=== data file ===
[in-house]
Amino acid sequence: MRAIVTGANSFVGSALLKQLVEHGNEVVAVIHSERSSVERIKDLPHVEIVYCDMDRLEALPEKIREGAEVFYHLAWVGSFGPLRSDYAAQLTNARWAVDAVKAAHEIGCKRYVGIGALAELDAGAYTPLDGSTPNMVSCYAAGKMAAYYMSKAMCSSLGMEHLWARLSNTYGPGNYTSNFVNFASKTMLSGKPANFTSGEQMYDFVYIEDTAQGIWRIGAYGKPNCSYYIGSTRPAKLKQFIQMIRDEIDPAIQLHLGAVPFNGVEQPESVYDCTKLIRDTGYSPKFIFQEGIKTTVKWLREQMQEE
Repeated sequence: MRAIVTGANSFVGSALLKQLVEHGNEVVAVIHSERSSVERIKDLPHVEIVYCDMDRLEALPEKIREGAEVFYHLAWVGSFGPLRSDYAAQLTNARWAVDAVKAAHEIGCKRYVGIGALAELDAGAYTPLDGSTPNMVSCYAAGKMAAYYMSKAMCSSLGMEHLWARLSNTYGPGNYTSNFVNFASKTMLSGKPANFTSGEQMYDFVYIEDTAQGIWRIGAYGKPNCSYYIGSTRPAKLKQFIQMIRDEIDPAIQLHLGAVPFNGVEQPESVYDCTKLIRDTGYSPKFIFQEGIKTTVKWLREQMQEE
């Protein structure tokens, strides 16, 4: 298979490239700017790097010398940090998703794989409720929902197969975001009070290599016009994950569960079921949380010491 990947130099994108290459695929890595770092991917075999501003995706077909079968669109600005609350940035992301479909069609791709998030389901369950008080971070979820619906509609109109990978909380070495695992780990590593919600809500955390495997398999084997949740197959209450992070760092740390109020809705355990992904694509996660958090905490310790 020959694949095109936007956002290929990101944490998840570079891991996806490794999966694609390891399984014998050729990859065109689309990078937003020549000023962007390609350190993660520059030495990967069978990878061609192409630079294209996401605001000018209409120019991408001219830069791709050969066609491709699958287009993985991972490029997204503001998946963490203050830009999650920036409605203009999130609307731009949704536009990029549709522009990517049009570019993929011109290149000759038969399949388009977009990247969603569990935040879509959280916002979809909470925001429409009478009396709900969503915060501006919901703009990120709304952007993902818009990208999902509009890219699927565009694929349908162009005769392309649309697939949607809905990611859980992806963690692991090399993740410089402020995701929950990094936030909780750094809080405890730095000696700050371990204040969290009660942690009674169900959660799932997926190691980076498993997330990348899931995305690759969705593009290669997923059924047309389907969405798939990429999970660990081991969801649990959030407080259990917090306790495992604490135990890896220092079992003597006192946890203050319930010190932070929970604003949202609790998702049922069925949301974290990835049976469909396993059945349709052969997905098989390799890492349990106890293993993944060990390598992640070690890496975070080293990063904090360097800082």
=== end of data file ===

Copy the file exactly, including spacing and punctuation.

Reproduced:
[in-house]
Amino acid sequence: MRAIVTGANSFVGSALLKQLVEHGNEVVAVIHSERSSVERIKDLPHVEIVYCDMDRLEALPEKIREGAEVFYHLAWVGSFGPLRSDYAAQLTNARWAVDAVKAAHEIGCKRYVGIGALAELDAGAYTPLDGSTPNMVSCYAAGKMAAYYMSKAMCSSLGMEHLWARLSNTYGPGNYTSNFVNFASKTMLSGKPANFTSGEQMYDFVYIEDTAQGIWRIGAYGKPNCSYYIGSTRPAKLKQFIQMIRDEIDPAIQLHLGAVPFNGVEQPESVYDCTKLIRDTGYSPKFIFQEGIKTTVKWLREQMQEE
Repeated sequence: MRAIVTGANSFVGSALLKQLVEHGNEVVAVIHSERSSVERIKDLPHVEIVYCDMDRLEALPEKIREGAEVFYHLAWVGSFGPLRSDYAAQLTNARWAVDAVKAAHEIGCKRYVGIGALAELDAGAYTPLDGSTPNMVSCYAAGKMAAYYMSKAMCSSLGMEHLWARLSNTYGPGNYTSNFVNFASKTMLSGKPANFTSGEQMYDFVYIEDTAQGIWRIGAYGKPNCSYYIGSTRPAKLKQFIQMIRDEIDPAIQLHLGAVPFNGVEQPESVYDCTKLIRDTGYSPKFIFQEGIKTTVKWLREQMQEE
């Protein structure tokens, strides 16, 4: 298979490239700017790097010398940090998703794989409720929902197969975001009070290599016009994950569960079921949380010491 990947130099994108290459695929890595770092991917075999501003995706077909079968669109600005609350940035992301479909069609791709998030389901369950008080971070979820619906509609109109990978909380070495695992780990590593919600809500955390495997398999084997949740197959209450992070760092740390109020809705355990992904694509996660958090905490310790 020959694949095109936007956002290929990101944490998840570079891991996806490794999966694609390891399984014998050729990859065109689309990078937003020549000023962007390609350190993660520059030495990967069978990878061609192409630079294209996401605001000018209409120019991408001219830069791709050969066609491709699958287009993985991972490029997204503001998946963490203050830009999650920036409605203009999130609307731009949704536009990029549709522009990517049009570019993929011109290149000759038969399949388009977009990247969603569990935040879509959280916002979809909470925001429409009478009396709900969503915060501006919901703009990120709304952007993902818009990208999902509009890219699927565009694929349908162009005769392309649309697939949607809905990611859980992806963690692991090399993740410089402020995701929950990094936030909780750094809080405890730095000696700050371990204040969290009660942690009674169900959660799932997926190691980076498993997330990348899931995305690759969705593009290669997923059924047309389907969405798939990429999970660990081991969801649990959030407080259990917090306790495992604490135990890896220092079992003597006192946890203050319930010190932070929970604003949202609790998702049922069925949301974290990835049976469909396993059945349709052969997905098989390799890492349990106890293993993944060990390598992640070690890496975070080293990063904090360097800082």